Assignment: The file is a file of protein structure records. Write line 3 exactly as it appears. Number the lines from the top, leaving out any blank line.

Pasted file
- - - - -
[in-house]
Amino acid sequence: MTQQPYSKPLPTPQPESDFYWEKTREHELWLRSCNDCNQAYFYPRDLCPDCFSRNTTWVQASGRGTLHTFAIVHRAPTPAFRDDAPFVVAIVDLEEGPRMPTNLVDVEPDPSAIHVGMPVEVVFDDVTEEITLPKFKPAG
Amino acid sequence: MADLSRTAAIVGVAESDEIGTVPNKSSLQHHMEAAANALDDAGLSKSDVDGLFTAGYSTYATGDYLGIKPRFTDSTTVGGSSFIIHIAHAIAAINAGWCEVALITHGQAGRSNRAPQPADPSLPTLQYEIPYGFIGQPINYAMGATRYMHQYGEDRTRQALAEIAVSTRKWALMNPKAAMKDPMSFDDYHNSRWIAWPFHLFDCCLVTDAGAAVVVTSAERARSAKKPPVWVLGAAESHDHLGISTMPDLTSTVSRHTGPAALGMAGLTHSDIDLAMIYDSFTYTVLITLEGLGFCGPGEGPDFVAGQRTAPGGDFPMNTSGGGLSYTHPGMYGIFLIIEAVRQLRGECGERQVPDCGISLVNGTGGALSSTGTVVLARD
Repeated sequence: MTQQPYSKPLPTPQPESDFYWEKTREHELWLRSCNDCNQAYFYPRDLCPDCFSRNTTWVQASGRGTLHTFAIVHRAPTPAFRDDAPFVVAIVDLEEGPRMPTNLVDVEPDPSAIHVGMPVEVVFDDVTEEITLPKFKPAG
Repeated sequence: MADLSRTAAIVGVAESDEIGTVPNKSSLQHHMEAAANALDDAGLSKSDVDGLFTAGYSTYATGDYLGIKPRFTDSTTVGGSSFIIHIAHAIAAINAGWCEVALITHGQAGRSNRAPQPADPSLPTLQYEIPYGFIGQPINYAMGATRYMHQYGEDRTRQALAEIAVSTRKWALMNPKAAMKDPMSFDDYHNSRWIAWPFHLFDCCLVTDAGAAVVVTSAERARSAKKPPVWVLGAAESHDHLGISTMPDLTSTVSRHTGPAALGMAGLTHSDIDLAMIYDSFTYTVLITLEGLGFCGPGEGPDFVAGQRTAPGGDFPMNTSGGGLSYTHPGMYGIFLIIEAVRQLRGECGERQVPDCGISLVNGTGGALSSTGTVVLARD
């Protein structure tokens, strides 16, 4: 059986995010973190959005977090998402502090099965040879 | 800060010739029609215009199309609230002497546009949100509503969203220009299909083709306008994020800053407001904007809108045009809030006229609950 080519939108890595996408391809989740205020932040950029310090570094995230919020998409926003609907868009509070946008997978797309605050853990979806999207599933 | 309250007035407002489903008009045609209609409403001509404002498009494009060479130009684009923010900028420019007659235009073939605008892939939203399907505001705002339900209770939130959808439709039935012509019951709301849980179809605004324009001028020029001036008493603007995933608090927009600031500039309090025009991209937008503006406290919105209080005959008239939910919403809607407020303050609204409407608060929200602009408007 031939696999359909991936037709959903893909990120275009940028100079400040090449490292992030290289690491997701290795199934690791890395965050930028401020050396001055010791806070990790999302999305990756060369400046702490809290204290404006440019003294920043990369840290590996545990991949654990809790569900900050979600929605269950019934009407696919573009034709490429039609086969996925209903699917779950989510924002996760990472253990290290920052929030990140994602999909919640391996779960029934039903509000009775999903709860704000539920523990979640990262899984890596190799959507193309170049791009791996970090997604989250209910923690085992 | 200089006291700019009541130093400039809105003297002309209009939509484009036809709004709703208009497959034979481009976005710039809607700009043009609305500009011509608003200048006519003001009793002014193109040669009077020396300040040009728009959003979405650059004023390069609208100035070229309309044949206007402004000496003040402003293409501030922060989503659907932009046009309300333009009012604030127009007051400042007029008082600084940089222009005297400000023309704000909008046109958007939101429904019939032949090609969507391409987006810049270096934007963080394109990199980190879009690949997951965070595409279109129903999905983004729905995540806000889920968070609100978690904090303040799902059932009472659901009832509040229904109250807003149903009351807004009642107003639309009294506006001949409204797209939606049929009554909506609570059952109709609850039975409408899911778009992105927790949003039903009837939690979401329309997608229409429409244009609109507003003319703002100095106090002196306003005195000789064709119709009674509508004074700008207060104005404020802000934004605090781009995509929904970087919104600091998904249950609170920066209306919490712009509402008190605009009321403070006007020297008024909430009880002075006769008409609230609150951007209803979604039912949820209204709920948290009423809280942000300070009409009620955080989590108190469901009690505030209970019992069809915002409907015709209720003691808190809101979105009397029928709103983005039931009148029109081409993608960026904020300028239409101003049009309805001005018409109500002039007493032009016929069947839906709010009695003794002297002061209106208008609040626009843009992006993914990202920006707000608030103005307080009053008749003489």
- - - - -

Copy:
Amino acid sequence: MADLSRTAAIVGVAESDEIGTVPNKSSLQHHMEAAANALDDAGLSKSDVDGLFTAGYSTYATGDYLGIKPRFTDSTTVGGSSFIIHIAHAIAAINAGWCEVALITHGQAGRSNRAPQPADPSLPTLQYEIPYGFIGQPINYAMGATRYMHQYGEDRTRQALAEIAVSTRKWALMNPKAAMKDPMSFDDYHNSRWIAWPFHLFDCCLVTDAGAAVVVTSAERARSAKKPPVWVLGAAESHDHLGISTMPDLTSTVSRHTGPAALGMAGLTHSDIDLAMIYDSFTYTVLITLEGLGFCGPGEGPDFVAGQRTAPGGDFPMNTSGGGLSYTHPGMYGIFLIIEAVRQLRGECGERQVPDCGISLVNGTGGALSSTGTVVLARD